The Fest Assertions library, a fluent Java API for writing assertions in your test or production code, is quite popular in my development team. Because of it's clean and fluent interface, it was no question to me when trying to use it in an Android project. But due to it's dependency on java.awt classes and due to Android's missing support for them, I currently cannot use it for writing tests in my Android codebase.
There might be several solutions to solve such an incompatibility, like adding classes providing missing packages in Android. Another solution is breaking the fest assertions library into several modules, so that one can use only Android compatible fest assertion modules. The library fest-assert is currently being refactored at GitHub, so nothing hinders us from forking and giving modularization a chance.
The whole approach is quite easy:
- identify all awt dependent classes and corresponding resources in artifact A and move them to another artifact B.
- for all commonly used classes between artifacts A and B, move them to a third artifact C, so that both A and B can be dependent on C.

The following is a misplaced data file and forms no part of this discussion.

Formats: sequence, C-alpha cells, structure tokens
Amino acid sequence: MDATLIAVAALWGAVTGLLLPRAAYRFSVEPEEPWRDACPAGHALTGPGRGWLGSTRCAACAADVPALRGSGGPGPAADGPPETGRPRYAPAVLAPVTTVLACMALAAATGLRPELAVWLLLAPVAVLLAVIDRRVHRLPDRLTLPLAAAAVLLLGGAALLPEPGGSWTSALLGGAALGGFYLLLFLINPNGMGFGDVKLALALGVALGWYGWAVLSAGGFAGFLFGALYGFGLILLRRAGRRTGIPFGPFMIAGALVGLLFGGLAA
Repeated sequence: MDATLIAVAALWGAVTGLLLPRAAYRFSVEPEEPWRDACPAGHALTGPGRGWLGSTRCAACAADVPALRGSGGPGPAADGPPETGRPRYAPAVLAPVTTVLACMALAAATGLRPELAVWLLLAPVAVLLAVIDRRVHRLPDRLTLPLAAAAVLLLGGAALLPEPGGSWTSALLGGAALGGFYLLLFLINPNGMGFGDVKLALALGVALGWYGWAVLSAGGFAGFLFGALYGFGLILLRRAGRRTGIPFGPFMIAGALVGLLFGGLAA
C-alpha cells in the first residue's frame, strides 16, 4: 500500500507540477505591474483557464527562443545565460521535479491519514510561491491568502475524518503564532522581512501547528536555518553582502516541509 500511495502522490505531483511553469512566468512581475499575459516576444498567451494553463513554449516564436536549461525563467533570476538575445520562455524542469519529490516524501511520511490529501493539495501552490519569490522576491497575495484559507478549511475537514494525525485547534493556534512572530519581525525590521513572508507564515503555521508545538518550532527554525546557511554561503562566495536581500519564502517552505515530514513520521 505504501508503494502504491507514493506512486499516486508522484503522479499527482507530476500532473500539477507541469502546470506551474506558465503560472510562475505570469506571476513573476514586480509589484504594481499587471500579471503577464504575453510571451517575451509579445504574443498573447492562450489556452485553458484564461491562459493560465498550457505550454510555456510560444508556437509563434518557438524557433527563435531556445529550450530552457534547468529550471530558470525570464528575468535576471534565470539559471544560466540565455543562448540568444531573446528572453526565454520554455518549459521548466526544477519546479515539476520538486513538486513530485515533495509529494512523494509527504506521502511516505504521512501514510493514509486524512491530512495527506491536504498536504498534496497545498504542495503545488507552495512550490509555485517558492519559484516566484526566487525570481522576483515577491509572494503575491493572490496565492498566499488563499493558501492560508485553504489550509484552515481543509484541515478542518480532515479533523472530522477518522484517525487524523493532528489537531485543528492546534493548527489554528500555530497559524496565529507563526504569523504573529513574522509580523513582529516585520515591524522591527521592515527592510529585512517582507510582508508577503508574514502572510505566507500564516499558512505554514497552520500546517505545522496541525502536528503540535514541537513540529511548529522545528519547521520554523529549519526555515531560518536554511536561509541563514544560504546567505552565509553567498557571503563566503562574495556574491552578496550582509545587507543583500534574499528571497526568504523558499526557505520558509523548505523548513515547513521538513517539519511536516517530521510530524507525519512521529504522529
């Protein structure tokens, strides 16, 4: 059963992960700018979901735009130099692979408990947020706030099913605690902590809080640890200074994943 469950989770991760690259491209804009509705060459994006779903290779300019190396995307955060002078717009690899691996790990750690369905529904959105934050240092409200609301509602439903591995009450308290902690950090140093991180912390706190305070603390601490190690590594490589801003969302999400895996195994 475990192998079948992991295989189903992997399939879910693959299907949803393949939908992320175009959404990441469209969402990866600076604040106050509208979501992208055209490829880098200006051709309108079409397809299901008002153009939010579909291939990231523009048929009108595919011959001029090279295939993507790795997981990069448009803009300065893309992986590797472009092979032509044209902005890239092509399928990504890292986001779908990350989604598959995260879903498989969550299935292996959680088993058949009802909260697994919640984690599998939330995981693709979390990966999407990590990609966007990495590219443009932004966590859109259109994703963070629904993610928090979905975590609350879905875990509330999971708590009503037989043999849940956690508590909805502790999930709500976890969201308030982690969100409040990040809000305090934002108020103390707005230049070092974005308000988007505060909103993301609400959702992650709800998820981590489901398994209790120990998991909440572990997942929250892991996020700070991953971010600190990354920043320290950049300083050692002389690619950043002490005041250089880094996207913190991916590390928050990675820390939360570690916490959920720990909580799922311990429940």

- in order to ease dependency management for users, create another artifact X, which itself depends on A and B.
Usually, most users should only depend on artifact X, which gives them most of the commonly used assertions. For special needs, you just drop your dependency on artifact X and replace it with one or more of the smaller modules. Using the example above, we have the following modules available:
A: fest-assert-core (https://github.com/gesellix/fest-assert-2.x): contains all core assertions, abstract base classes and the main API, but without dependencies on java.awt classes.
B: fest-assert-awt (https://github.com/gesellix/fest-assert-awt-2.x): contains all awt assertions, which have simply been moved from the old core assertion library.
C: fest-test (https://github.com/gesellix/fest-test): contains commonly used test classes. Some classes have been moved from the fest-assert-core artifact, to make them available for fest-assert-awt, too.
X: fest-assert (https://github.com/gesellix/fest-assert): A minimal artifact without Java classes, providing only dependencies on both fest-assert-core and fest-assert-awt. This artifact should be used in most cases, so that fest developers could continue modularization of fest-assert-core without breaking any client code. fest-assert should be used as facade to all commonly used assertion artifacts.
The only breaking change is a new factory class for the new awt specific artifact, in this case you would use "AwtAssertions" instead of "Assertions". You can find an example using both artifacts in on test class in the fest-examples repository (see the class MixedAssertionFactoriesTest). The whole modularized code can be found at the provided links, a discussion about this approach can be found at the fest easytesting developer group.